So why is it that we do even less with our fellow Christians? And our greater families? Wow. How lonely is it when you’re isolated, not a part of everything your family does, ESPECIALLY when you’re related by blood, by generations as well as Christ. There’s so much glue that isn’t being used.
How much stronger could we all be in our Christian lives if we truly fellowshipped? I have put a few processes into action for me here, though they are still challenging. I’ve made it a rule to spend a few minutes (or longer, if possible) with a specific Christian here at work, daily, with no regard to whether others perceive the encounters as Christians gathering or not. And the occasions are purposefully NOT lunch or Bible-Study standardized times. That builds intimacy that isn’t as easily prone to being false like routines become.
I try to keep up with Christians (and family) on the internet. I don’t reach out well to new people, but I’m a little more capable in tracking those I do know.
This blog has also been a wonderful means of at least offering intimacy outward. Though I’m not necessarily forthcoming about my little private stuff (wise, considering the internet), I’m pretty transparent about the big stuff running through my head just because of the subject matter and where my thoughts run.
So what I’d like to do with all this, having no plan but plenty of desire, is to explore breaking these boundaries in our family and church lives. That sort of service, though I don’t know what “title” it would bear, really seems an important and viable sort of goal. Involve the family in more. Involve the family with more family. Involve the family with more people in church. Involve more church people with each other. Drive toward interdependence OUTSIDE church hours and in the daily routine.
Maybe that’s a book-writing sort of possibility.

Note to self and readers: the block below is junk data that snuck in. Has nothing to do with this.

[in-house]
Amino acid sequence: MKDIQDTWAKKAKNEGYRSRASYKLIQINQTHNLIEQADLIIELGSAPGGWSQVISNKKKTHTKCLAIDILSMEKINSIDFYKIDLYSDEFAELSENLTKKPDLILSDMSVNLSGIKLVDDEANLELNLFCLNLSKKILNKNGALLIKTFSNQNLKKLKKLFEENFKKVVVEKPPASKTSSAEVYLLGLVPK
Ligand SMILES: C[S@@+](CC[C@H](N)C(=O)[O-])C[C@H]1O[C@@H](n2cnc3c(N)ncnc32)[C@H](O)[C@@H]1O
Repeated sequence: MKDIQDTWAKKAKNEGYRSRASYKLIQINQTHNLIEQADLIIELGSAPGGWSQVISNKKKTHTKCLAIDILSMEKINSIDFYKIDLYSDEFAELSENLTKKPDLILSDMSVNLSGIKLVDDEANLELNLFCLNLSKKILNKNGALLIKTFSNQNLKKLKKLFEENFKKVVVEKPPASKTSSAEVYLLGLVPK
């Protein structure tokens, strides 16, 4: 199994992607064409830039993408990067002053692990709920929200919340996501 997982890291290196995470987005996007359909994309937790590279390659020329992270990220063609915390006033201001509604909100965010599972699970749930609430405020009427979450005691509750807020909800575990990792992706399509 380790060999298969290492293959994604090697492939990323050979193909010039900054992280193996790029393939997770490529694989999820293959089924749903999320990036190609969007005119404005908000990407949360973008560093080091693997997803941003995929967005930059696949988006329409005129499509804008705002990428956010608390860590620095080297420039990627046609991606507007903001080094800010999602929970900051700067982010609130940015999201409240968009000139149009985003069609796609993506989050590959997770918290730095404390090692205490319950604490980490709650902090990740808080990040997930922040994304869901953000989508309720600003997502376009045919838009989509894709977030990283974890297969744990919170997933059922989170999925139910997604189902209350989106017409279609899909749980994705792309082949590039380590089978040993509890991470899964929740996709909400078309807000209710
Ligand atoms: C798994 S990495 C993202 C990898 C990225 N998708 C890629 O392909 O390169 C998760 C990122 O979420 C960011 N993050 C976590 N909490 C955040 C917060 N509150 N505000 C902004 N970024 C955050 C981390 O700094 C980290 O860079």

Another thought I’ve had, just as a closing provocation, I guess, is this:
Assent to profession, creed, philosophy, confession, statement or any other offering of good thought is awesome. Being inspired by John Macarthur, Piper, Challies or Chan or C.S. Lewis or Spurgeon or Jim Berg or Augustine or Calvin is just great. They’re mostly good stuff, mostly great stuff, actually. They’ve helped make our desire for God even more desirable.
Greater than inspiration from these greats and all the others, however, is this: discovering one of them and realizing that, through personal pursuit of God, one has already come to the conclusions and has the delight of finding that somebody else thought of it too. The reward of pursuing a good relationship with God is not that we have all these wonderful resources to read and apply in our lives. The reward is that He can and will teach us, inspire us and has done so in all these great thinkers, theologians and writers as well. We don’t have to depend on them for our inspiration. The Word requires our devotion to Him and His Revelation and through it He can inspire and move us to the greatness of those historical and current wise men on His own.
In other words, don’t read C.S. Lewis and go WOW. Go WOW and then read C.S. Lewis and go WOW again over the exact same remarkable truth.